August 22, 2019
HHS Proposes 42 CFR Part 2 Reforms to Increase Coordinated Care, Reduce Provider Burden, and Improve Substance Use Disorder Treatment
Today, the Department of Health and Human Services (HHS) announced proposed changes to the federal regulations governing the confidentiality of patient records created by federally-assisted substance use disorder treatment programs, known as 42 CFR Part 2.
The proposed rule establishes important revisions that support coordinated care among providers that treat substance use disorder (SUD), while maintaining privacy safeguards for patients seeking treatment for SUD. The proposed rule is the first of four regulations that have been identified in HHS's Regulatory Sprint to Coordinated Care that seeks to promote value-based outcomes for patients by examining federal regulations that impede coordinated care among health providers.
"President Trump has promised Americans a healthcare system that provides affordable, high-quality, patient-centric healthcare—a system that treats you like a person, not a number. But outdated regulations have often stood in the way of delivering that kind of care, and our proposed reforms to 42 CFR Part 2 aim to change that," said HHS Secretary Alex Azar. "These changes also reflect the high priority that the Trump Administration places on improving the quality and availability of behavioral healthcare, especially as we combat our nation's crisis of opioid addiction and substance abuse."
Initially promulgated in 1975, 42 CFR Part 2 was designed to protect patient records created by federally-assisted programs for the treatment of SUD from the stigma associated with substance abuse that often deters patients from entering treatment. The emergence of the opioid crisis has created significant clinical and safety challenges for providers that has highlighted the need for thoughtful updates to 42 CFR Part 2 to enhance patient safety and increase care coordination for all providers involved in the treatment of SUD. A growing recognition of the value of coordinated care and integrating physical and behavioral healthcare has also prompted calls for reform.
The proposed rule modifies several sections of 42 CFR Part 2 to encourage care coordination among providers, including updating the definition of what constitutes a Part 2 record and its applicability. This is designed to give providers clarity about what is, or should be, protected by Part 2 and to ensure non-Part 2 providers are not discouraged from caring for SUD patients or recording SUD information due to onerous legal requirements. The rule also clarifies that personal devices not used by a Part 2 program in the regular course of business do not have to be sanitized (i.e. record deletion) because an SUD patient sends an incidental message to their physician's personal device. Non-Part 2 providers under this rule will now have access to central registries to determine if a patient is enrolled in an Opioid Treatment Program (OTP) and receiving medications as part of SUD treatment to ensure at-risk patients are not accidentally overprescribed or given prescriptions for which they are seeking treatment. The basic framework for confidentiality protection of SUD patient records created by federally-assisted treatment programs will not be altered under the proposed rule. Further, 42 CFR Part 2 will continue to prohibit law enforcement use of SUD patient records in criminal prosecution against the patient, and will also continue to restrict the disclosure of SUD treatment records without patient consent unless an exception applies.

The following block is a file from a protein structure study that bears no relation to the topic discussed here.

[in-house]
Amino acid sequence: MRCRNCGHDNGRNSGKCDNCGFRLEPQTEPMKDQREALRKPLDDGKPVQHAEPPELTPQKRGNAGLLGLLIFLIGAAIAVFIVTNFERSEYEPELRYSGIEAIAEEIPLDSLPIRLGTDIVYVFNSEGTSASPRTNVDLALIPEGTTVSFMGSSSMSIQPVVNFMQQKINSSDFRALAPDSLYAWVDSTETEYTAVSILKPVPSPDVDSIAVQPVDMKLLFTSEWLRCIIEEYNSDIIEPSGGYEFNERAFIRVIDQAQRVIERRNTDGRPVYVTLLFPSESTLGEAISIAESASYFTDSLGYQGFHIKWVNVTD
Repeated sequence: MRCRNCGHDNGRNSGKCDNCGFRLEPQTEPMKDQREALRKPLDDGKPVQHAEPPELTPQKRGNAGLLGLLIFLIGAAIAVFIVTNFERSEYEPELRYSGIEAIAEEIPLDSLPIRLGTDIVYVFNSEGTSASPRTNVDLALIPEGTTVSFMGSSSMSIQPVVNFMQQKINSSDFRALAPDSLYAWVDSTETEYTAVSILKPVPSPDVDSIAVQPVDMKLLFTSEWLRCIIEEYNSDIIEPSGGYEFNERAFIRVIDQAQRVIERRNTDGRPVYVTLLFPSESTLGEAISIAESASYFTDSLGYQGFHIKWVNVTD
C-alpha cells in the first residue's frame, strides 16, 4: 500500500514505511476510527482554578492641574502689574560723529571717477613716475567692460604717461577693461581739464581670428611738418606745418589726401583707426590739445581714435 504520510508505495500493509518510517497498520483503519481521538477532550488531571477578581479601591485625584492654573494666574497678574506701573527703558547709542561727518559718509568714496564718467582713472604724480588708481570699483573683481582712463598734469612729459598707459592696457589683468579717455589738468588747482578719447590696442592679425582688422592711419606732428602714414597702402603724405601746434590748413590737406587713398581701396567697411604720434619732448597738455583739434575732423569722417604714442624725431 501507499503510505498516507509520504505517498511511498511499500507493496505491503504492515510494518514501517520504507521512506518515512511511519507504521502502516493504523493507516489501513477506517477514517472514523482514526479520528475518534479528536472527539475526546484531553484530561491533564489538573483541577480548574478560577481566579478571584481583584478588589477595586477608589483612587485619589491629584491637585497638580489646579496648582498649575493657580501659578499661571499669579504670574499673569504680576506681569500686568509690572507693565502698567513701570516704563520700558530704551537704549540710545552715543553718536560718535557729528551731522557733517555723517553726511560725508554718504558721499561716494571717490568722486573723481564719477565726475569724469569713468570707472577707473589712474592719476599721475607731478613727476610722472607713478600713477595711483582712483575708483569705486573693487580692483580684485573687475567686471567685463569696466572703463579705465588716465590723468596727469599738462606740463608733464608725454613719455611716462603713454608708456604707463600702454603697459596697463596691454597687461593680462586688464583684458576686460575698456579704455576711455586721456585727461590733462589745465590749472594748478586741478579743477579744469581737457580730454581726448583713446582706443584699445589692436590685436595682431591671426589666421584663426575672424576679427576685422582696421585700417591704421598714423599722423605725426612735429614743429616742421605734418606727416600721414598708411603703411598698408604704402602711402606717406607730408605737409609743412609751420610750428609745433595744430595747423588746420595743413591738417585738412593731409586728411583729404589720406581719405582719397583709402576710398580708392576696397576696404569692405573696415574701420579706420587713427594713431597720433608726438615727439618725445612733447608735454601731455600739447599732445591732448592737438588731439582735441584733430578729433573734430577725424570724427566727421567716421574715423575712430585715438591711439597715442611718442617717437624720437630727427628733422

The proposed changes to Part 2 are the first proposed regulations released as part of the Deputy Secretary's Regulatory Sprint to Coordinated Care, which was launched by Secretary Azar as part of his vision for delivering value-based healthcare.
"Coordinated care is a vital piece of President Trump's vision for a patient-centric healthcare system, and regulatory reform is a key step toward promoting more coordinated care," said HHS Deputy Secretary Eric Hargan. "As part of our Regulatory Sprint to Coordinated Care, these proposed changes are just the beginning of a comprehensive agenda for reforming regulations that govern the delivery and financing of American healthcare, with the ultimate goal of better care, and better health, at a lower cost."
"The lack of critical substance use history in a patient's medical record can lead to potentially damaging consequences for a person with a substance use disorder and can further stigmatize these conditions," said Assistant Secretary Elinore F. McCance-Katz. "This rule aims to ease the sharing of information, reduce burden for providers, and increase access to care for individuals while at the same time maintaining important privacy controls."
Read more about the proposed rule: HHS 42 CFR Part 2 Proposed Rule Fact Sheet